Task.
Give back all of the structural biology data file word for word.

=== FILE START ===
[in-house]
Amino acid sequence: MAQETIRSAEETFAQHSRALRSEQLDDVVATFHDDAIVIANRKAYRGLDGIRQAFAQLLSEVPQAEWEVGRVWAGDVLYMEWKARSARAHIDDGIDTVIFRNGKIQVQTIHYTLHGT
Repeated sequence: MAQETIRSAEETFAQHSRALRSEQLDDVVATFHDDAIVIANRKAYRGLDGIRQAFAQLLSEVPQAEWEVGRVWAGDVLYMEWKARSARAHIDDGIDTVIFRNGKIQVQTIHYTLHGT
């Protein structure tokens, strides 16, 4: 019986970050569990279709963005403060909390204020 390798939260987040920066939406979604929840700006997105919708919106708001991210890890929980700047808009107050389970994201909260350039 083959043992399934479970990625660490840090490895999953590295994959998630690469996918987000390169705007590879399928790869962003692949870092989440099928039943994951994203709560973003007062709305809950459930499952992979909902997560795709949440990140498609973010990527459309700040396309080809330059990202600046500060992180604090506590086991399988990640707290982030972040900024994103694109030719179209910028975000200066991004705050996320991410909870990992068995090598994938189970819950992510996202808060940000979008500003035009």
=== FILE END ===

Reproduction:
[in-house]
Amino acid sequence: MAQETIRSAEETFAQHSRALRSEQLDDVVATFHDDAIVIANRKAYRGLDGIRQAFAQLLSEVPQAEWEVGRVWAGDVLYMEWKARSARAHIDDGIDTVIFRNGKIQVQTIHYTLHGT
Repeated sequence: MAQETIRSAEETFAQHSRALRSEQLDDVVATFHDDAIVIANRKAYRGLDGIRQAFAQLLSEVPQAEWEVGRVWAGDVLYMEWKARSARAHIDDGIDTVIFRNGKIQVQTIHYTLHGT
């Protein structure tokens, strides 16, 4: 019986970050569990279709963005403060909390204020 390798939260987040920066939406979604929840700006997105919708919106708001991210890890929980700047808009107050389970994201909260350039 083959043992399934479970990625660490840090490895999953590295994959998630690469996918987000390169705007590879399928790869962003692949870092989440099928039943994951994203709560973003007062709305809950459930499952992979909902997560795709949440990140498609973010990527459309700040396309080809330059990202600046500060992180604090506590086991399988990640707290982030972040900024994103694109030719179209910028975000200066991004705050996320991410909870990992068995090598994938189970819950992510996202808060940000979008500003035009």